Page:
Arnaldo Castillo has been serving delicious flavors from Latin American regions for years, all over Atlanta. Formerly the executive chef for Ponce City Market’s Minero restaurant, Castillo also cooked for Little Trouble and Empire State South. His new pop-up, La Chingana, serves Peruvian cuisine traditional to his own family’s background. His family is from Lima and regions of northern Peru, and Castillo’s food is served alongside stories from his family tradition. He joined “City Lights” senior producer Kim Drobes via Zoom to talk about La Chingana and the traditions that inspired his cuisine.
The life that led to La Chingana:
“I was born in Peru, in Lima, in the early 90’s. There was a lot of domestic terrorism happening in Lima, and the economic situation, the political situation, was really tough on our family, and… my family decided to move the States,” said Castillo. “It was when I finally got to the States and was able to observe how my dad was working, and his love for Peruvian food, and I just kind of fell into that, you know?”
“My parents eventually had this home business, and they were basically making food for all the Peruvians in Gwinnett…. So we were known in the little small Peruvian community as the family that would cater and provide Peruvian food for people, and so that was an interesting experience for me, because growing up, I never saw myself as wanting to be a chef or a cook – I just naturally fell into it.”
“The ‘La Chingana’ name is actually from the colonial times, and it was sort of like a speakeasy…. I’ve always appreciated the past, and I’ve always been drawn to it,” said Castillo. “It helped define what we were, which was, you know, we don’t have a face yet. We’re working towards having a brick and mortar, but for now, we’re just a hole in a wall.”
On bringing cuisine concepts from Peru into Atlanta’s food culture:
“I want to share Peruvian food with Atlanta, and do it in a way that’s sustainable and modern and fresh,” said Castillo. “I want to take the experiences that I got from working in all these fine dining establishments, and casual establishments, and come up with a model where the food is going to be approachable and sustainable – meaning that we’re going to work with as many local purveyors and farmers to introduce Peruvian food in a way that also intersects with our region, you know? Like, what does Peruvian food look like in the South?”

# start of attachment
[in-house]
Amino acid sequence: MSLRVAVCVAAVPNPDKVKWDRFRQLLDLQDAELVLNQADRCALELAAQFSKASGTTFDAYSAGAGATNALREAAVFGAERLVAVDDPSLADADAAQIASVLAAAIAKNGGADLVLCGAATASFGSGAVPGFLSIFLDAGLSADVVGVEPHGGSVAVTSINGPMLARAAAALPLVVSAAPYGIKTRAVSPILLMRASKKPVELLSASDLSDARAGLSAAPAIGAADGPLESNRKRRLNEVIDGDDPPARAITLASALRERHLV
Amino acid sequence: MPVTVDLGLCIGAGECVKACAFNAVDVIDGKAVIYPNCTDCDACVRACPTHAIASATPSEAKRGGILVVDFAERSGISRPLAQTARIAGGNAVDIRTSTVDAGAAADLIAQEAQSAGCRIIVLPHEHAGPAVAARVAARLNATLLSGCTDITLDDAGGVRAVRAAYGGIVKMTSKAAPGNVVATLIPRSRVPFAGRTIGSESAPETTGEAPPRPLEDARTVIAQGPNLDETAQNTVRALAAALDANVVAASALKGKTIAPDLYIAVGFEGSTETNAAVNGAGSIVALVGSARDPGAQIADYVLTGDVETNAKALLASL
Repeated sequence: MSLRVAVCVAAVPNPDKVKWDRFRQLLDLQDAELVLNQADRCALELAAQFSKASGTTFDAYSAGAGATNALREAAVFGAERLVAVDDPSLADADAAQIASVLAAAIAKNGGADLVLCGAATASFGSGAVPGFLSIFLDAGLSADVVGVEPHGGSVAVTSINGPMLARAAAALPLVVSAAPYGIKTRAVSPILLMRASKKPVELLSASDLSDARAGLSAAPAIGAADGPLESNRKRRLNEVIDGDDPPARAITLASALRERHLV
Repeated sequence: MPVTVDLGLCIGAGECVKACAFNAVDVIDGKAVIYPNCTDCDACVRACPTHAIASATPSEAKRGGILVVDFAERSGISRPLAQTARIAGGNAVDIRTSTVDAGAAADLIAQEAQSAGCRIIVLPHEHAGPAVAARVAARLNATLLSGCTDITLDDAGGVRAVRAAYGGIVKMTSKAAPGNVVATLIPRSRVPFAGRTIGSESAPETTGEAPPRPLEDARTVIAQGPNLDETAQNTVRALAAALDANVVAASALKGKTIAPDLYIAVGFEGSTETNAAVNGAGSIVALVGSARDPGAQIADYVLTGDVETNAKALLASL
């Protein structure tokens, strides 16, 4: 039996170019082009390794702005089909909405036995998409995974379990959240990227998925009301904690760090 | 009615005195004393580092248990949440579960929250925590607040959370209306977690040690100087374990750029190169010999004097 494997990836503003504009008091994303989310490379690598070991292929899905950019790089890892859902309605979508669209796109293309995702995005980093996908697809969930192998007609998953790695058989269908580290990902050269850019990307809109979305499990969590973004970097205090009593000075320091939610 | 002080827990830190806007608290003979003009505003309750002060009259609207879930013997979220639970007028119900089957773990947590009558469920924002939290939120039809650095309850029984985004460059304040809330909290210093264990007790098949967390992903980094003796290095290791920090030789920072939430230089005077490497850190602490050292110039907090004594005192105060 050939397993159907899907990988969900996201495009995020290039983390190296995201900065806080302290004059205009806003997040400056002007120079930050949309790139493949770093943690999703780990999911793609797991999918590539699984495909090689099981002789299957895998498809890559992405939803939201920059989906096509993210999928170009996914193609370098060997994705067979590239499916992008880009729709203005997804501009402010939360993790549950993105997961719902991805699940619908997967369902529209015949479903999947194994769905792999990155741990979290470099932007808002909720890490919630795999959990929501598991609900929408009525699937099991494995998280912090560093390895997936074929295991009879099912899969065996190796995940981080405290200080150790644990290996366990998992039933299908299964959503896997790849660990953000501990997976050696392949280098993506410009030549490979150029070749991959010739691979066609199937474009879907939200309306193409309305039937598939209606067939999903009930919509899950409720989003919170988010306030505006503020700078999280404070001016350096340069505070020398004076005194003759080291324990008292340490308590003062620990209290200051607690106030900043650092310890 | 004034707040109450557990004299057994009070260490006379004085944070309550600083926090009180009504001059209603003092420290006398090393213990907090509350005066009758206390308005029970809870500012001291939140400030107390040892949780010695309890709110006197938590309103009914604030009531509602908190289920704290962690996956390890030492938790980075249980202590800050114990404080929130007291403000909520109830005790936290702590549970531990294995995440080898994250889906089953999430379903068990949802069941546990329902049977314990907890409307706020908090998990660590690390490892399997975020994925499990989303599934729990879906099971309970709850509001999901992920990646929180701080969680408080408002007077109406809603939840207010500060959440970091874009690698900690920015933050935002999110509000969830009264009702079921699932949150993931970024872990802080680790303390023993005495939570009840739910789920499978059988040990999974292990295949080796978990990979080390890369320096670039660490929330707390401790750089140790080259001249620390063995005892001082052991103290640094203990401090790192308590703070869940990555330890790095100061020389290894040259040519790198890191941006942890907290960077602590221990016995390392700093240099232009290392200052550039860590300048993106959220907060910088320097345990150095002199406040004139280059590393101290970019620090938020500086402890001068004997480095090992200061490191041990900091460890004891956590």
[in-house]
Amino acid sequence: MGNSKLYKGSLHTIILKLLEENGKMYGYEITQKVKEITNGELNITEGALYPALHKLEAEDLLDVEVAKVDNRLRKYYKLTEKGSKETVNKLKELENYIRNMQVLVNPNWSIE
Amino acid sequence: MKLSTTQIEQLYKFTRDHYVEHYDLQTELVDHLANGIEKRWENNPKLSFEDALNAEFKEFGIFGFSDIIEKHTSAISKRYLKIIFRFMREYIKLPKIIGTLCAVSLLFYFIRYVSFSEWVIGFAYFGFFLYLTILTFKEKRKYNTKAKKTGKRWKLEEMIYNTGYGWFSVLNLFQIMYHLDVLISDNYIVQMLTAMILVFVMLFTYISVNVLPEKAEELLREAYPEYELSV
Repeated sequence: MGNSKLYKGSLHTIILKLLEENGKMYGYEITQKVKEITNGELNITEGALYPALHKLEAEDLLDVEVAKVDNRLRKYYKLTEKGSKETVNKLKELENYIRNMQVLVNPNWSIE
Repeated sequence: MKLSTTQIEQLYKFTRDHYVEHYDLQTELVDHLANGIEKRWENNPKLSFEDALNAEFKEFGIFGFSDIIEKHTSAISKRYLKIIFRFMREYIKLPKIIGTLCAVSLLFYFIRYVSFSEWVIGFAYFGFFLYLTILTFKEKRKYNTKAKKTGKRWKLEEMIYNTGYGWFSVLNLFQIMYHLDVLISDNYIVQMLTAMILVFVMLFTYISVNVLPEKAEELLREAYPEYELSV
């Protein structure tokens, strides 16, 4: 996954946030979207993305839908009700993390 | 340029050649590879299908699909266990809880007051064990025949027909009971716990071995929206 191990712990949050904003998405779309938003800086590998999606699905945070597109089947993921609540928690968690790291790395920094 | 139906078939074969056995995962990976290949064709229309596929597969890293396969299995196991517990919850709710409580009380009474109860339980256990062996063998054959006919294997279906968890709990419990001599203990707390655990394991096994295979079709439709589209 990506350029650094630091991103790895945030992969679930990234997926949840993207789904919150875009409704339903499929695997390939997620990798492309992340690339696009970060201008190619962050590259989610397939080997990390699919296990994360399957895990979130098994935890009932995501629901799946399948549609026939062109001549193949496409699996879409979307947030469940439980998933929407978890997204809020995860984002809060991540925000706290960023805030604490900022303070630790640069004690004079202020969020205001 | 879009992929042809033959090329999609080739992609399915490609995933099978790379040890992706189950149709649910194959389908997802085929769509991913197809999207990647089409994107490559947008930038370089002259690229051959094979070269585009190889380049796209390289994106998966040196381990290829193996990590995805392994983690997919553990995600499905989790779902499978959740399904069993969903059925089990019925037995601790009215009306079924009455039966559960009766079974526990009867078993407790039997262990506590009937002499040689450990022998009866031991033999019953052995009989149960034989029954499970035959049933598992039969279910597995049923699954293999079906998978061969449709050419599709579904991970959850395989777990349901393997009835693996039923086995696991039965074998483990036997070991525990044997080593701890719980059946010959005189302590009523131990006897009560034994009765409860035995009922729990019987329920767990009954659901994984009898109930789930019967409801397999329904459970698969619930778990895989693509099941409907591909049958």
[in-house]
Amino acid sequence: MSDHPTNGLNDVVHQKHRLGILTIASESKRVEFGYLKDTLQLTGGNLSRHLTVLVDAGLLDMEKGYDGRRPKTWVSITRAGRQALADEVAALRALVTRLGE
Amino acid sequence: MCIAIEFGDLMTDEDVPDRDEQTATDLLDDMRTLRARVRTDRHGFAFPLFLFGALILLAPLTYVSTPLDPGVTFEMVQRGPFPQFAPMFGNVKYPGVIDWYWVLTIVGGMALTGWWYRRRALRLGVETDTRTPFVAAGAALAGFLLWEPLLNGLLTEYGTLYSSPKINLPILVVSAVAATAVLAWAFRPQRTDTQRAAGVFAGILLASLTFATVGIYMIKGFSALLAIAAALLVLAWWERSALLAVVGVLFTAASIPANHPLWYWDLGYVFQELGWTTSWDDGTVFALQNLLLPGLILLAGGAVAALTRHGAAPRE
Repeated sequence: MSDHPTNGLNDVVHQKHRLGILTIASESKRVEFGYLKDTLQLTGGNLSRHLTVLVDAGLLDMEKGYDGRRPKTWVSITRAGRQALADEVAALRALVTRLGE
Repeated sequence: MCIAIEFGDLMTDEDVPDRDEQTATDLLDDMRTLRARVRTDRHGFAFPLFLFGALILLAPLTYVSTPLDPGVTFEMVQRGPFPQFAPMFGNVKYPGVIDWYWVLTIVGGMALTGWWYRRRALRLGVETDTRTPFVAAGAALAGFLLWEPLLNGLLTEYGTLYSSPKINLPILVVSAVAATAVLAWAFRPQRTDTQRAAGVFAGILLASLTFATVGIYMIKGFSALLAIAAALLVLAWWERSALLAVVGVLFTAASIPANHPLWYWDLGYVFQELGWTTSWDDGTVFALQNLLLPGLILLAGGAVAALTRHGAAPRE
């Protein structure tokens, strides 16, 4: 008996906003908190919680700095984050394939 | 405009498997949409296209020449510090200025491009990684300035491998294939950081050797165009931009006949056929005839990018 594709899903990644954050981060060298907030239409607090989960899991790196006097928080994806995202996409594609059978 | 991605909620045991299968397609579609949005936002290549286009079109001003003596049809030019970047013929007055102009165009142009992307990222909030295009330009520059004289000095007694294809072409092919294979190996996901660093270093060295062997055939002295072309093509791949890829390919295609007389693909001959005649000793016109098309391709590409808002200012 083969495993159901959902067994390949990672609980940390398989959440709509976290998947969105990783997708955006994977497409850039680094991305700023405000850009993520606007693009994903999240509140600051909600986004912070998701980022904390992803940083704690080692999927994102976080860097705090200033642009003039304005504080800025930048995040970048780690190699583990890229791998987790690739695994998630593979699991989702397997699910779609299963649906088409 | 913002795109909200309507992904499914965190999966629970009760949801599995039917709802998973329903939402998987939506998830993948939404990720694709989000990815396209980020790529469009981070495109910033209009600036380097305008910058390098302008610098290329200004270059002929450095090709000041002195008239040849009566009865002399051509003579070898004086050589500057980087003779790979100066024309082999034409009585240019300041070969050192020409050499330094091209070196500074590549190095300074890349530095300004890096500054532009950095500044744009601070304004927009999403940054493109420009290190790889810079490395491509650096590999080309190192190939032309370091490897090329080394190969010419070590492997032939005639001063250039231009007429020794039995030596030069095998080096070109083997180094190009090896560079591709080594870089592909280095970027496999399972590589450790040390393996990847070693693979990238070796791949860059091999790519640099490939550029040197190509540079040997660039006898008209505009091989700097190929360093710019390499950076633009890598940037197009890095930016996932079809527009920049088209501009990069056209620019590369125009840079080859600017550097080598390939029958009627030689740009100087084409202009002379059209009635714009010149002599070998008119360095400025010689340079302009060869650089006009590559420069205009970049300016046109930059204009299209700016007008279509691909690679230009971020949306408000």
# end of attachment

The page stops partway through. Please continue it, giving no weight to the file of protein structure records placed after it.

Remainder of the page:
“We always end our meals on a sweet note, and my girlfriend, Julie, is from Georgia…. What does a Peruvian dessert look like when we start incorporating her background and her culture into it? And then we’ll come up with, for example, one of our dishes [was] mazamorra arroz con leche, which is a very typical Peruvian dessert, which is rice pudding, and this pudding made with purple corn,” Castillo described. “We were like, how can we present it in a way that will be approachable for people? ….Well, why don’t we make the rice pudding into an ice cream, and we’ll make the purple corn pudding into a sort of cobbler situation?” He added, “It’s Peruvian, but it’s influenced by where we are.”
“[Peruvian cuisine] is fresh and vibrant, and spicy from the aji’s, and the seasonings are all these, what you’d categorize as warm spices – because we use a lot of cloves and cinnamon and cumin. It’s rich and hearty food, and I like to say it’s soul food,” said Castillo.
How Castillo used his restaurateur skills to help immigrant communities in the pandemic:
“We closed [Minero] down for a few months while the pandemic was at its height last year. And talking to a buddy of mine who’s a chef as well, in the city, we were trying to help out some of the marginalized communities – specifically the undocumented workers in the restaurant industry,” said Castillo. “I knew that I was lucky, that I knew that I had a stimulus check coming…. I decided to take that money that was going to come from the government and use it to purchase supplies and ingredients, and make dishes that we would sell, and then we would take that money and help out these families that were struggling to pay their bills, pay their rent, etc.”
“The next time we did something was for Cinco De Mayo, and my partner is a nurse in one of the local hospitals… I was like, what can we do to make this Cinco De Mayo be a little bit better for people? Because honestly, it sucked for all of the restaurant workers,” said Castillo. “I reached out to [Minero] and explained a plan, and they were on board… We were able to raise enough money to provide food for sixty nurses and doctors. And I thought that was a very neat thing to do, and I was happy we were able to accomplish that.”
Prospective diners can keep an eye on La Chingana’s upcoming events on Instagram.